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Environ Toxicol Chem. 2001 Sep;20(9):1916-26.

Distribution, speciation, and bioavailability of lanthanides in the Rhine-Meuse estuary, The Netherlands.

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Department of Environmental Sciences, Wageningen Agricultural University, The Netherlands.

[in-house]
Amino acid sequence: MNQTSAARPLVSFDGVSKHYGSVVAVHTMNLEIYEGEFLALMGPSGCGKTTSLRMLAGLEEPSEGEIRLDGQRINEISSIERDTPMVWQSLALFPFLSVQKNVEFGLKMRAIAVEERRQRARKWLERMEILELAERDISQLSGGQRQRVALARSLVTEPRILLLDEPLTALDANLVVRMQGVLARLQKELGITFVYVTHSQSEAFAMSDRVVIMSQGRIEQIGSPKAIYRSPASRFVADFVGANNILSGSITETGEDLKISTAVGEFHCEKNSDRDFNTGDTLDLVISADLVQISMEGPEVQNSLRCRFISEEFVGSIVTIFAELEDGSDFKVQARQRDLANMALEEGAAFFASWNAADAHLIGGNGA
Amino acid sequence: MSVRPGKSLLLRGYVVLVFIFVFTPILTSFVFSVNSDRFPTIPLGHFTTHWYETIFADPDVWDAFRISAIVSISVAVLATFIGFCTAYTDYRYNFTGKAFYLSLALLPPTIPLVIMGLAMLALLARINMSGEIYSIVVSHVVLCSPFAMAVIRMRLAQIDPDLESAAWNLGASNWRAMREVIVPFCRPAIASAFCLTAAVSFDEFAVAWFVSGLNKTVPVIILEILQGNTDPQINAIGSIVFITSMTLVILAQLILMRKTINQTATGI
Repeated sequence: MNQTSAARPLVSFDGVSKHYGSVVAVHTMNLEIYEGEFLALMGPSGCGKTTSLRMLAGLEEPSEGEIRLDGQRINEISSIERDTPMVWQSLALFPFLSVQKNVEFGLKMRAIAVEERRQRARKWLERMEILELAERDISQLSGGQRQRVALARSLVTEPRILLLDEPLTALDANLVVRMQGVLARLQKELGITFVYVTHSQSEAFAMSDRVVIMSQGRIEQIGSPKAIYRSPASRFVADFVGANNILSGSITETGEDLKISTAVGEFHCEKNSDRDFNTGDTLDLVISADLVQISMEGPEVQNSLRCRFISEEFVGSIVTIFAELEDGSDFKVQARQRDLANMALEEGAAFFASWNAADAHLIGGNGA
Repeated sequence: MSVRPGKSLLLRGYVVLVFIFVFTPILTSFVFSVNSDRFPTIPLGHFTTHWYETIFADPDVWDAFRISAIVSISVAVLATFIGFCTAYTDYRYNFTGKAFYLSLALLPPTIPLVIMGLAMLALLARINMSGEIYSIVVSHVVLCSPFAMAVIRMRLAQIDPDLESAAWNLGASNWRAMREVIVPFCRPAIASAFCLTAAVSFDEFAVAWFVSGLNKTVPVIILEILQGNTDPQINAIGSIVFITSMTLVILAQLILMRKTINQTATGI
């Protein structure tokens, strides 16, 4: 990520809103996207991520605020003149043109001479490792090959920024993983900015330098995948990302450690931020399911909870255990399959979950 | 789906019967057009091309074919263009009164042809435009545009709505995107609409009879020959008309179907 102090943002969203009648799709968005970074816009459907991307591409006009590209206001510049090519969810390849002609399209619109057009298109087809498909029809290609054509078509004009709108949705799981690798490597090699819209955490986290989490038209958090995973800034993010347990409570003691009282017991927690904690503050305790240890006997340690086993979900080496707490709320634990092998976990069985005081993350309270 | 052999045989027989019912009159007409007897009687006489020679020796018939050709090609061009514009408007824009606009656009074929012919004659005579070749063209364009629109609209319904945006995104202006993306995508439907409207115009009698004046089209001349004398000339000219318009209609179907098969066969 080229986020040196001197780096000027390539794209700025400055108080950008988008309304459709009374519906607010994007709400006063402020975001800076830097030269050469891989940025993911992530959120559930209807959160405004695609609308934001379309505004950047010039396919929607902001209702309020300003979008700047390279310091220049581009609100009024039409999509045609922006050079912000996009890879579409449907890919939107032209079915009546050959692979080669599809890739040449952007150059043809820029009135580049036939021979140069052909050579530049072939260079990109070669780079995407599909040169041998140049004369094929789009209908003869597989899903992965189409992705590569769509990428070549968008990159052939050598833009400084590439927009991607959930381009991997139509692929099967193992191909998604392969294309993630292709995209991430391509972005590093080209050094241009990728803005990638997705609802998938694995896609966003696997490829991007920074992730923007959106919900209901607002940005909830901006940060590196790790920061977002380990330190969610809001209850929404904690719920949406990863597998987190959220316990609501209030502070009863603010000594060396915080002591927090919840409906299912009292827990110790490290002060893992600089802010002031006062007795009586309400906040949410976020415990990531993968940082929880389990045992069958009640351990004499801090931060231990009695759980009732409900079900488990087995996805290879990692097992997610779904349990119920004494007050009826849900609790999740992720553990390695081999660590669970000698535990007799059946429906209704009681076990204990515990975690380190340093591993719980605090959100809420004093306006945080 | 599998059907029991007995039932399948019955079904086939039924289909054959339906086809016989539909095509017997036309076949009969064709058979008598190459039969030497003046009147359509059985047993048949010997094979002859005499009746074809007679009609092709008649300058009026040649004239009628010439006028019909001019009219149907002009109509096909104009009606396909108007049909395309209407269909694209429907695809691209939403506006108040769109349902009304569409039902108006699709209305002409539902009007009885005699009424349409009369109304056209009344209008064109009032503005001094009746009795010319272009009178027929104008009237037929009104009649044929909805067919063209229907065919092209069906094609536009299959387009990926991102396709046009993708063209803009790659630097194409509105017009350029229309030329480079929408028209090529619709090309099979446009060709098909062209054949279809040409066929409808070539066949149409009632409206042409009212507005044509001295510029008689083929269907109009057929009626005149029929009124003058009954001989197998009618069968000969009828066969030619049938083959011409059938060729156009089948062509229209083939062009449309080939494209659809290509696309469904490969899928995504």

Changing environmental conditions may influence the fate and bioavailability of lanthanides (part of the rare earth elements [Ln]) in estuaries. The aim of this study was to quantify the variation in estuarine lanthanide solid/water distribution, speciation, and bioaccumulation. The latter was studied in the amphipod Corophium volutator under field and laboratory conditions. Calculations with the chemical equilibrium model MINEQL+ indicate that dissolved lanthanides are complexed mainly to carbonates and dissolved organic matter. In the water phase, the relative abundance of the free ion, LnCO3, and humic complexes decreases from lanthanum to lutetium, whereas the relative abundance of Ln(CO3)2 increases. Cerium and europium anomalies were found in the water. Europium anomalies were also found in some biota. The biota sediment accumulation factors (BSAFs) decreased across the series from lanthanum to lutetium. Regression analysis revealed that alkalinity correlated negatively with lanthanide uptake. This suggests that increasing complexation reduced bioavailability under the prevailing conditions. The BSAFs did not depend on salinity or pH, which may simplify sediment-quality criteria for fresh versus saline waters. Field BSAFs were significantly lower than laboratory values for the same sediments, which is explained by adaptation of the organisms to lanthanides.

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